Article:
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Cryptographic Crimes

The Use of Cryptography in Real and Fictional Crimes

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Marcel Danesi

This book examines the use of cryptography in both real and fictional crimes—a topic that is rarely broached. It discusses famous crimes, such as that of the Zodiac Killer, that revolve around cryptic messages and current uses of encryption that make solving cases harder and harder. It then draws parallels with the use of cryptography and secret writing in crime fiction, starting with Edgar Allan Poe and Arthur Conan Doyle, claiming that there is an implicit principle in all such writing—namely, that if the cryptogram is deciphered then the crime itself reveals its structure. The general conclusion drawn is that solving crimes is akin to solving cryptograms, as the crime fiction writers suggested. Cases of cryptographic crime, from unsolved cold cases to the Mafia crimes, are discussed and mapped against this basic theoretical assumption. The book concludes by suggesting that by studying cryptographic crimes the key to understanding crime may be revealed.
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4. Crime, Computers, and the Internet

Extract

← 76 | 77 →

Chapter Four

 

Crime, Computers, and the Internet

Like gods, we have created a new universe called cyberspace that contains great good and ominous evil. We do not know yet if this new dimension will produce more monsters than marvels, but it is too late to go back.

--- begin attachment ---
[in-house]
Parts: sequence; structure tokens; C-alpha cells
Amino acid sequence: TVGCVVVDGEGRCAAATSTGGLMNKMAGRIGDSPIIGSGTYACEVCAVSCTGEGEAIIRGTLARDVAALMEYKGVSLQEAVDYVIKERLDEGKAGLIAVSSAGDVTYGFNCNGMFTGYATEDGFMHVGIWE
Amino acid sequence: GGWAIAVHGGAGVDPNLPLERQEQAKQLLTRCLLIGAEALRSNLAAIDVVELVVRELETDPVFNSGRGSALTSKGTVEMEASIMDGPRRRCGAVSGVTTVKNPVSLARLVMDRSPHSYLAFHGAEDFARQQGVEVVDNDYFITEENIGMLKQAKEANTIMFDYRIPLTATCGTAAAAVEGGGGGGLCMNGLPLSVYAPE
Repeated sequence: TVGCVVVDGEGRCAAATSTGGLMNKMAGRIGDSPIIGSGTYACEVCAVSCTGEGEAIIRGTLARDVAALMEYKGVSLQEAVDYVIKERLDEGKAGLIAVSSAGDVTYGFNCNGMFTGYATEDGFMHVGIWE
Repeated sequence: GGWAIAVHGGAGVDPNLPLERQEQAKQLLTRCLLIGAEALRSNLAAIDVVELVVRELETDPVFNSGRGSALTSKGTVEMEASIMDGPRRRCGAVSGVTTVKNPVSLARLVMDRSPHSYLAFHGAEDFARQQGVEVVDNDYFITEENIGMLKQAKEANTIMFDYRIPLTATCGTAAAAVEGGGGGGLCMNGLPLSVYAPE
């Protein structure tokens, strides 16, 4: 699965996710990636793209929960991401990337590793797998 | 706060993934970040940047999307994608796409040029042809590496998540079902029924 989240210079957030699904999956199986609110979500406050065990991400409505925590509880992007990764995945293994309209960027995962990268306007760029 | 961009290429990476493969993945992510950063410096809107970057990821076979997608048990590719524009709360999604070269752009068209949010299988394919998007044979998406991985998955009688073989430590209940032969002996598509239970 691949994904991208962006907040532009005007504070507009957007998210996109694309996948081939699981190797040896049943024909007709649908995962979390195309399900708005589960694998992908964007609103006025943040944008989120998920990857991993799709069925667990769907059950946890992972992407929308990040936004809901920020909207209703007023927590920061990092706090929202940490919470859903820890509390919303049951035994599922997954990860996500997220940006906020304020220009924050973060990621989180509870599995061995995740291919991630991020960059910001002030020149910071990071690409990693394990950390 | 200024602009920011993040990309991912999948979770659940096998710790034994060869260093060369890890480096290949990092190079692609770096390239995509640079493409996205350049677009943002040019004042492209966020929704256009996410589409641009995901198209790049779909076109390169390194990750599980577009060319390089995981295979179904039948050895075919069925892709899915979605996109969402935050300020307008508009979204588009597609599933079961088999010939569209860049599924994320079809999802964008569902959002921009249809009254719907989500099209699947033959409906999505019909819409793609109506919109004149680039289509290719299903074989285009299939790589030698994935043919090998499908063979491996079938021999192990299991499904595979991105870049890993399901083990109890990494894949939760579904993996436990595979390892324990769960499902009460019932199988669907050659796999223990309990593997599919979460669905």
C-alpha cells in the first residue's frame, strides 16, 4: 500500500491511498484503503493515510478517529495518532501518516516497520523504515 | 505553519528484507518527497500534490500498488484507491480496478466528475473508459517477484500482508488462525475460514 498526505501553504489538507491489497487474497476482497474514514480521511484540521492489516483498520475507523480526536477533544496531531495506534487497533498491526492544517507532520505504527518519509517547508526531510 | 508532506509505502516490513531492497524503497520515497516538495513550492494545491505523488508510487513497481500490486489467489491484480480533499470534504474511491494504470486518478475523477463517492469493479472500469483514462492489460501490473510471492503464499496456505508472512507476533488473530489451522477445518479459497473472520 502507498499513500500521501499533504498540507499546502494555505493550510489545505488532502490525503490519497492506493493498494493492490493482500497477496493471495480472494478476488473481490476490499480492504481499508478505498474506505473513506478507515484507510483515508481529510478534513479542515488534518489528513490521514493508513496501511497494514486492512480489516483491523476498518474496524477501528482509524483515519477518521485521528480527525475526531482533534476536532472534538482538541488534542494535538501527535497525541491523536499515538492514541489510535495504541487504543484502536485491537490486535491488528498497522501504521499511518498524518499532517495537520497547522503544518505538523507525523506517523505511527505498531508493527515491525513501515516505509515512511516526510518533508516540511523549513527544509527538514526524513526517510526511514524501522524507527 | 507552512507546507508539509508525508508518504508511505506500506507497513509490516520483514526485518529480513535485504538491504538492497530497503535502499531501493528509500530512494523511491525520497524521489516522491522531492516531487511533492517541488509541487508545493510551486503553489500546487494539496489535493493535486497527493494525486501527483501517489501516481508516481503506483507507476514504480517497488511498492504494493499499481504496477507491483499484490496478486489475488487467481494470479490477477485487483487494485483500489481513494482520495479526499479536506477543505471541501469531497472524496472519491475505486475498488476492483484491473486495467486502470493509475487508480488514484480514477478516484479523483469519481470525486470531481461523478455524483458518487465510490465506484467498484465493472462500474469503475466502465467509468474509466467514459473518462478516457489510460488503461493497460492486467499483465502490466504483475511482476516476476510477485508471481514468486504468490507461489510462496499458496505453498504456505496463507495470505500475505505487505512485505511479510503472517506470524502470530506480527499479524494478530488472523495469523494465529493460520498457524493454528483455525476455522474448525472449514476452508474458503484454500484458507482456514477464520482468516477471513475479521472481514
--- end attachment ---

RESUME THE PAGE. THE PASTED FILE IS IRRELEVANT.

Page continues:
David Horsey (b. 1951)

Prologue

In April of 2015, a horrific murder in East Baton Rouge, Louisiana caught the attention of the world, not only because of its hideousness, but also because its solution hinged on deciphering the victim’s cellphone messages. The case concerned the brutal murder of twenty-nine-year-old Brittney Mills, who was pregnant at the time, and her son, Brenton who was barely nine years old.1 Authorities believed that Brittney had opened the door of her home to someone who had asked to use her car; she was shot multiple times when she refused. Doctors delivered her baby, but Brittney and Brenton died on May 1.

Because she willingly opened the door, the police believed that the victim likely knew her killer. So, they checked her cellphone for ← 77 | 78 → possible clues to his identity; but the phone used encryption software blocking anyone from accessing its data without a password. Investigators tried over and over, but were ultimately unsuccessful in so doing, turning the case into a cold one. Frustratingly, the critical part of evidence was likely lingering somewhere in cyberspace for someone to...

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